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FINDLAY, Ohio (AP) — The scars from flooding that swamped this northwest Ohio town are still visible five years later. What’s more troubling for residents and local leaders is that solutions to stop it from happening again are still years away.
Efforts to find ways to control flooding along the Blanchard River have been going on for several years, but the U.S. Army Corps of Engineers says it’s going to take three more years to finish studying the watershed, determine flood solutions and seek federal funding.
Already, nearly $4 million has been spent by city and county governments on flood-control efforts.
Five major floods in the last five years have soaked the towns of Findlay and Ottawa. The worst damage came in August 2007 when flooding caused more than $100 million in damage in Findlay and an estimated $12 million in damage in Ottawa.
“In our world, it’s taking way too long,” said Hancock County Engineer Steve Wilson, who works with county commissioners on flood-control efforts.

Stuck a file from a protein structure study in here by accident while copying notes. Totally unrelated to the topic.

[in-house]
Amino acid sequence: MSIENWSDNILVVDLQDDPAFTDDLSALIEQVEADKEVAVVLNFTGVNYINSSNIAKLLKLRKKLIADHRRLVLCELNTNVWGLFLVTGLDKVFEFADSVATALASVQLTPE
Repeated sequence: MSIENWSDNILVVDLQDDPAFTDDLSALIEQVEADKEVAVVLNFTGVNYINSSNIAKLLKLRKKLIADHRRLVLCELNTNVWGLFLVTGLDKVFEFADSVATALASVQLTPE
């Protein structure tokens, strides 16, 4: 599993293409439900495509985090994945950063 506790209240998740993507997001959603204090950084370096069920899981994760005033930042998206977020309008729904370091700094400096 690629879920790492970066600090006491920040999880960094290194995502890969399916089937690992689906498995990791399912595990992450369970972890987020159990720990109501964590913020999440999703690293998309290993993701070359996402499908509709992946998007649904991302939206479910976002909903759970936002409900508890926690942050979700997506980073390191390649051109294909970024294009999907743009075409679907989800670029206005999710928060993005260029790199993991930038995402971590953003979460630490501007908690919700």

Army Corps project manager Mike Pniewski said the time spent on this project was typical. By the end of the year they will be able to present flood control options that are feasible and cost-effective, he told The Courier.
A final plan could be ready in 2015 for Congress, which has authority to allocate up to 65 percent of construction funding, Pniewski said.
Officials say they understand the public is weary and sometimes leery of the studying and how long it’s taking to complete.
Pniewski said it is necessary if the region has any chance of receiving federal funding for construction of a project that could cost tens of millions, or hundreds of millions, of dollars.
In Ottawa, officials are considering reconstructing a bridge blamed for making flooding worse.
“I think we’re getting closer to getting something substantial, to where we can say, ‘Yes, this is what we’ll be doing,”’ Ottawa Community Development Director Jeff Loehrke said.
“For the longest time we keep hearing naysayers saying, ‘There’s nothing you can do. You can’t fight Mother Nature,”’ Loehrke said. “That’s been kind of frustrating. But we’re committed to doing something and I think we can do something.”
In Findlay, some buildings in flood-prone areas have been torn down or remain vacant. An empty two-story commercial building still has a waterline on its brick walls.